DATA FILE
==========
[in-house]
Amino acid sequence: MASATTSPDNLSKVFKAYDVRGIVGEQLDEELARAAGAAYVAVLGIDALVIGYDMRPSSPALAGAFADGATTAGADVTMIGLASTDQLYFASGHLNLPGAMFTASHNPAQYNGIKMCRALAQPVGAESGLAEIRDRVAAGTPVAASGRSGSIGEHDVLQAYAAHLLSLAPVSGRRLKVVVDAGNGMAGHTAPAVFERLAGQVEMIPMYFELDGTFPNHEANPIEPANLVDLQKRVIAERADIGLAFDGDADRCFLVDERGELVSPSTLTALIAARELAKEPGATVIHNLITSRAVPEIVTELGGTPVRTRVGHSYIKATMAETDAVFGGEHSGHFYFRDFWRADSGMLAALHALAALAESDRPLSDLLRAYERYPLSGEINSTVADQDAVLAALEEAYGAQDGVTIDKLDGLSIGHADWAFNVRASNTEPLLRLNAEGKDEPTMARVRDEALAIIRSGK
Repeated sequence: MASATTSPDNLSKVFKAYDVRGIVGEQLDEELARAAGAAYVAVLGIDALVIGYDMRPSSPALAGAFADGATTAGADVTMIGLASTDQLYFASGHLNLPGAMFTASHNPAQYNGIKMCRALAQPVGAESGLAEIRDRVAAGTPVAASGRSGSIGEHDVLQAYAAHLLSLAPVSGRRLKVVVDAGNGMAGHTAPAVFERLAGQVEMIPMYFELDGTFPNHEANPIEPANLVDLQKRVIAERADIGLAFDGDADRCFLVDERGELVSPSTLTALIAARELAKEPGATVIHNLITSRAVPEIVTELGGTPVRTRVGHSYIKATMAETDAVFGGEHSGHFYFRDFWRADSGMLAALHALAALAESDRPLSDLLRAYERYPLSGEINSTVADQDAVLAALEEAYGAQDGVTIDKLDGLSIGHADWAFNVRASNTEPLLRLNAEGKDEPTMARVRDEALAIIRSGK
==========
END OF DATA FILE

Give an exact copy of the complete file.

[in-house]
Amino acid sequence: MASATTSPDNLSKVFKAYDVRGIVGEQLDEELARAAGAAYVAVLGIDALVIGYDMRPSSPALAGAFADGATTAGADVTMIGLASTDQLYFASGHLNLPGAMFTASHNPAQYNGIKMCRALAQPVGAESGLAEIRDRVAAGTPVAASGRSGSIGEHDVLQAYAAHLLSLAPVSGRRLKVVVDAGNGMAGHTAPAVFERLAGQVEMIPMYFELDGTFPNHEANPIEPANLVDLQKRVIAERADIGLAFDGDADRCFLVDERGELVSPSTLTALIAARELAKEPGATVIHNLITSRAVPEIVTELGGTPVRTRVGHSYIKATMAETDAVFGGEHSGHFYFRDFWRADSGMLAALHALAALAESDRPLSDLLRAYERYPLSGEINSTVADQDAVLAALEEAYGAQDGVTIDKLDGLSIGHADWAFNVRASNTEPLLRLNAEGKDEPTMARVRDEALAIIRSGK
Repeated sequence: MASATTSPDNLSKVFKAYDVRGIVGEQLDEELARAAGAAYVAVLGIDALVIGYDMRPSSPALAGAFADGATTAGADVTMIGLASTDQLYFASGHLNLPGAMFTASHNPAQYNGIKMCRALAQPVGAESGLAEIRDRVAAGTPVAASGRSGSIGEHDVLQAYAAHLLSLAPVSGRRLKVVVDAGNGMAGHTAPAVFERLAGQVEMIPMYFELDGTFPNHEANPIEPANLVDLQKRVIAERADIGLAFDGDADRCFLVDERGELVSPSTLTALIAARELAKEPGATVIHNLITSRAVPEIVTELGGTPVRTRVGHSYIKATMAETDAVFGGEHSGHFYFRDFWRADSGMLAALHALAALAESDRPLSDLLRAYERYPLSGEINSTVADQDAVLAALEEAYGAQDGVTIDKLDGLSIGHADWAFNVRASNTEPLLRLNAEGKDEPTMARVRDEALAIIRSGK